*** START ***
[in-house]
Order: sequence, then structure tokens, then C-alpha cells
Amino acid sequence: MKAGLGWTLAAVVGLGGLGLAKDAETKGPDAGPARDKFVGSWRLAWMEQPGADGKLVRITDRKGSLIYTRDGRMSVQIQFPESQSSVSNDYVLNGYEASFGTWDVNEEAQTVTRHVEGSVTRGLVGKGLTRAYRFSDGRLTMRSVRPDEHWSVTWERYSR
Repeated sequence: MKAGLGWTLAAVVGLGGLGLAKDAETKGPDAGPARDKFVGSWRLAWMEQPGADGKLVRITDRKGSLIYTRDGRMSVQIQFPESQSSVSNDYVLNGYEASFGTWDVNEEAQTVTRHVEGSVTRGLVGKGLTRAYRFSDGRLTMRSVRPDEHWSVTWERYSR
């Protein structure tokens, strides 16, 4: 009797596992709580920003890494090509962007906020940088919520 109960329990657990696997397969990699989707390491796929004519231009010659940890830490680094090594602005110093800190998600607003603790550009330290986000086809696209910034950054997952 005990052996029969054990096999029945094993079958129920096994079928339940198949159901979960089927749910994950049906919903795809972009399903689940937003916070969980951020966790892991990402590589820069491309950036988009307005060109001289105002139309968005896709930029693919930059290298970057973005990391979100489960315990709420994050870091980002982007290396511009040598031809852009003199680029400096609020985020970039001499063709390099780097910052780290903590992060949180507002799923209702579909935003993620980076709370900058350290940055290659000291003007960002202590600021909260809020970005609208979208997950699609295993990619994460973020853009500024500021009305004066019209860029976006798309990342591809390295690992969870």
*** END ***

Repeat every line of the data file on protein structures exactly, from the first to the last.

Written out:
[in-house]
Order: sequence, then structure tokens, then C-alpha cells
Amino acid sequence: MKAGLGWTLAAVVGLGGLGLAKDAETKGPDAGPARDKFVGSWRLAWMEQPGADGKLVRITDRKGSLIYTRDGRMSVQIQFPESQSSVSNDYVLNGYEASFGTWDVNEEAQTVTRHVEGSVTRGLVGKGLTRAYRFSDGRLTMRSVRPDEHWSVTWERYSR
Repeated sequence: MKAGLGWTLAAVVGLGGLGLAKDAETKGPDAGPARDKFVGSWRLAWMEQPGADGKLVRITDRKGSLIYTRDGRMSVQIQFPESQSSVSNDYVLNGYEASFGTWDVNEEAQTVTRHVEGSVTRGLVGKGLTRAYRFSDGRLTMRSVRPDEHWSVTWERYSR
């Protein structure tokens, strides 16, 4: 009797596992709580920003890494090509962007906020940088919520 109960329990657990696997397969990699989707390491796929004519231009010659940890830490680094090594602005110093800190998600607003603790550009330290986000086809696209910034950054997952 005990052996029969054990096999029945094993079958129920096994079928339940198949159901979960089927749910994950049906919903795809972009399903689940937003916070969980951020966790892991990402590589820069491309950036988009307005060109001289105002139309968005896709930029693919930059290298970057973005990391979100489960315990709420994050870091980002982007290396511009040598031809852009003199680029400096609020985020970039001499063709390099780097910052780290903590992060949180507002799923209702579909935003993620980076709370900058350290940055290659000291003007960002202590600021909260809020970005609208979208997950699609295993990619994460973020853009500024500021009305004066019209860029976006798309990342591809390295690992969870």